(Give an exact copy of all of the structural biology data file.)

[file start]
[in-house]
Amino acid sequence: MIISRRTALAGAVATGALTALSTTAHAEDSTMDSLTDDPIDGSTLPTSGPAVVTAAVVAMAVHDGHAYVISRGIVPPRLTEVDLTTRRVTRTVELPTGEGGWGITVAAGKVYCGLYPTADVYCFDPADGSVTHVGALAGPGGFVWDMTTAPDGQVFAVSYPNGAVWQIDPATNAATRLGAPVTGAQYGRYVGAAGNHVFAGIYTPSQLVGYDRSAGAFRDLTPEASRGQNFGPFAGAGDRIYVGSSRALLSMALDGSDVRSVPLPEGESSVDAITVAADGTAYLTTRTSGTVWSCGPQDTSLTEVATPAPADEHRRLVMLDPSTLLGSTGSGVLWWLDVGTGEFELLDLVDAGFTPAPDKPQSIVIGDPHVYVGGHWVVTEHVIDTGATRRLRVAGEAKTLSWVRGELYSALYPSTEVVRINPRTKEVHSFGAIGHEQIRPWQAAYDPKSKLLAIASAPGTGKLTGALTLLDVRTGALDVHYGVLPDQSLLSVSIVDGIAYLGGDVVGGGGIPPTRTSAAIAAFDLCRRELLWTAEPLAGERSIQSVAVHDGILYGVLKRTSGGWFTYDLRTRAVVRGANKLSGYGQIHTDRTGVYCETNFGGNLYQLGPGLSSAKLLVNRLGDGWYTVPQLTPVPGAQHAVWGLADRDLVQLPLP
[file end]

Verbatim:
[in-house]
Amino acid sequence: MIISRRTALAGAVATGALTALSTTAHAEDSTMDSLTDDPIDGSTLPTSGPAVVTAAVVAMAVHDGHAYVISRGIVPPRLTEVDLTTRRVTRTVELPTGEGGWGITVAAGKVYCGLYPTADVYCFDPADGSVTHVGALAGPGGFVWDMTTAPDGQVFAVSYPNGAVWQIDPATNAATRLGAPVTGAQYGRYVGAAGNHVFAGIYTPSQLVGYDRSAGAFRDLTPEASRGQNFGPFAGAGDRIYVGSSRALLSMALDGSDVRSVPLPEGESSVDAITVAADGTAYLTTRTSGTVWSCGPQDTSLTEVATPAPADEHRRLVMLDPSTLLGSTGSGVLWWLDVGTGEFELLDLVDAGFTPAPDKPQSIVIGDPHVYVGGHWVVTEHVIDTGATRRLRVAGEAKTLSWVRGELYSALYPSTEVVRINPRTKEVHSFGAIGHEQIRPWQAAYDPKSKLLAIASAPGTGKLTGALTLLDVRTGALDVHYGVLPDQSLLSVSIVDGIAYLGGDVVGGGGIPPTRTSAAIAAFDLCRRELLWTAEPLAGERSIQSVAVHDGILYGVLKRTSGGWFTYDLRTRAVVRGANKLSGYGQIHTDRTGVYCETNFGGNLYQLGPGLSSAKLLVNRLGDGWYTVPQLTPVPGAQHAVWGLADRDLVQLPLP